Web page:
It was exactly two years ago that Doug O'Neill departed this massive and mysterious Belmont Park race track with a big smile and a heavy heart.
He had been the talk of the town, in a town where being the biggest apple bears extra fruit in every conversation.
Five weeks earlier, he had been a horse trainer whose prominence was mostly limited to Southern California. In the ensuing five weeks, he became national, even international.
He trained a horse named after its owner's penchant to sit on the couch and ask for an additional cookie. Little did J. Paul Reddam, or O'Neill, know that I'll Have Another's chocolate-chip origins would quickly move on to floral fascination. When the horse won the Kentucky Derby's run for the roses and the Preakness' bouquet of black-eyed susans, all cameras pointed toward O'Neill.
There hadn't been a Triple Crown in horse racing since Affirmed in 1978. That passage of time, 34 years, made the sport lust for one. O'Neill was now the pilot of racing's boat, the man guiding a return to big headlines and increased fan chatter over the water cooler.
And he was up to the task. Even with a training violation on his record for milkshaking (illegally getting baking soda into a horse's system to improve endurance) he never faltered. All the questions, softballs and slippery sliders, were addressed. All the questioners were looked in the eye.
Nor did he crack publicly when, a week before I'll Have Another's run for the Triple Crown at Belmont, California racing officials announced he would need to, after the Belmont, serve a 45-day suspension and pay a $5,000 fine.
The ruling had been made in the hopes of clearing the air for O'Neill. A delay could have been seen as an administrative coverup, or clear guilt. The ruling, on a horse that ran in 2010 at Del Mar, cleared him of any direct wrongdoing, but levied a penalty because rules say the trainer of record is responsible for everything in his barn.
At the time, O'Neill said he had already spent $250,000 fighting the case and wasn't certain whether he would spend more. Eventually, he paid the $5,000 and served his 45 days away from the track.
Two years ago, he had bigger things to chew on. He was hoping his I'll Have Another would have one more day as a cookie monster.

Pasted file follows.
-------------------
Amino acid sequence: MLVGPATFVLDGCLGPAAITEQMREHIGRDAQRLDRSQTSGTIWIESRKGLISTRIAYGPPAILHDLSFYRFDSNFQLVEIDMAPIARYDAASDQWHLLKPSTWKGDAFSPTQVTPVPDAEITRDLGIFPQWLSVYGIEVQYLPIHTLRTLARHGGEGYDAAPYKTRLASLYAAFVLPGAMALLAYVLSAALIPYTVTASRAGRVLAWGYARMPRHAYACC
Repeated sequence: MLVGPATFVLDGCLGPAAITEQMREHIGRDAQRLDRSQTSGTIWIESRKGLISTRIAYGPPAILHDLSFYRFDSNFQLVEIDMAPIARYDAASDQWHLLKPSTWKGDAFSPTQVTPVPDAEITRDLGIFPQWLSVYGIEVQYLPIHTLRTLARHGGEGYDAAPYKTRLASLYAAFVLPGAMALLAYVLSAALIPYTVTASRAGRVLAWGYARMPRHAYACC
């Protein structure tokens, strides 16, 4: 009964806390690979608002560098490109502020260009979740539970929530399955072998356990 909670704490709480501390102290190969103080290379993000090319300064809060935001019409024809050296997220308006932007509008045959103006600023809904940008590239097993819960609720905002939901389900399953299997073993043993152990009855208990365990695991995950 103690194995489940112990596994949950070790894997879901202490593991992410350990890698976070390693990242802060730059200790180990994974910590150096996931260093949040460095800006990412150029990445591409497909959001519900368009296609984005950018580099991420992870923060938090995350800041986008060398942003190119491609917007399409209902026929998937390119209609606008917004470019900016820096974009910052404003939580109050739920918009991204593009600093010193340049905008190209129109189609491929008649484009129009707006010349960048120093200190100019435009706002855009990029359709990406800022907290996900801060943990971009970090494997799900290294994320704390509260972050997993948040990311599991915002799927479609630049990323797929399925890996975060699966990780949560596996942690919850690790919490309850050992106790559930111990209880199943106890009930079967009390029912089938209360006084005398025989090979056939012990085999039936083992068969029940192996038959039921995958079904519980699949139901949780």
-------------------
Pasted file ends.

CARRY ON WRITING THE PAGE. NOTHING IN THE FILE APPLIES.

The media crush continued, with the milkshaking ruling serving as yet another shot of reporting adrenaline. O'Neill's big smile, the slaps on the back, the daily doses of harmless Irish blarney, never wavered. He smiled, 200 times a day, as he responded to the same question, framed only slightly differently, that he was innocent of all charges.
Then, with all seemingly going well, a warm spot was discovered on the horse's leg after a Thursday jog, and O'Neill's training antenna went up.
"It was just a little heat," he says now. "It wasn't the kind of thing you go crying to mom about. You just hope he whacked it with another leg. You see that a lot and it clears up in a couple of hours."
But the heat was there again Friday, Belmont eve, after I'll Have Another had his morning trot. The groom felt it. O'Neill's assistant, Leandro Mora felt it. O'Neill felt it.
"At that point," O'Neill says, "You call the vet and hope."
When the vet's verdict came in — the beginning of tendinitis — the decision was easy.
"Could he have run? Yes," O'Neill says now. "But I'm proud that we didn't let him.
"It was pretty quick after that. The whole team kind of fell in line. We waited a little to tell everybody. Paul [Reddam] needed to get his mind around this. And then, we quickly refocused and celebrated what we had achieved as a group — a Kentucky Derby and Preakness.
"It was hard, because we had a chance to make history, to be involved in something this exciting. So many horsemen never get that chance, and here we were, saying no.
"But we did the right thing, and I'm proud of that."
O'Neill said he "gave the big horse a hug," and it was over. In a month, I'll Have Another was sold for $10 million and now stands at stud in Japan.
The press conference that ensued that Friday morning was the work of the great unprepared. Churchill Downs takes it lumps for media relations, but the New York Racing Assn., reached new lows that day.
O'Neill allegedly spoke from near his barn. If you weren't one of the first 10 people to show up, you don't know to this day, because you couldn't see or hear anything. The media was stacked 10 yards away, behind a fence, 15 and 20 deep.
Details would have been helpful, but the only hard facts that mattered were that, once again, racing would not have a Triple Crown, and that this time it was not settled at the finish line, but in the barn.
On Belmont Day 2012, O'Neill left the grounds before the big race. Dapper in suit and tie, he worked his way slowly through the throngs, still stopping to accommodate the occasional reporter's question.
There was a quick handshake for a media acquaintance, one more big Irish smile and he was into the limo and gone.
Saturday he will be back. He will saddle Goldencents in the $1.25-million Metropolitan Handicap. He says he will be rooting for his friend, Art Sherman, and California Chrome in the Belmont, to do what he couldn't two years ago.
He also says he doesn't remember if he's been back here since 2012.
That's understandable. Some things are best forgotten.
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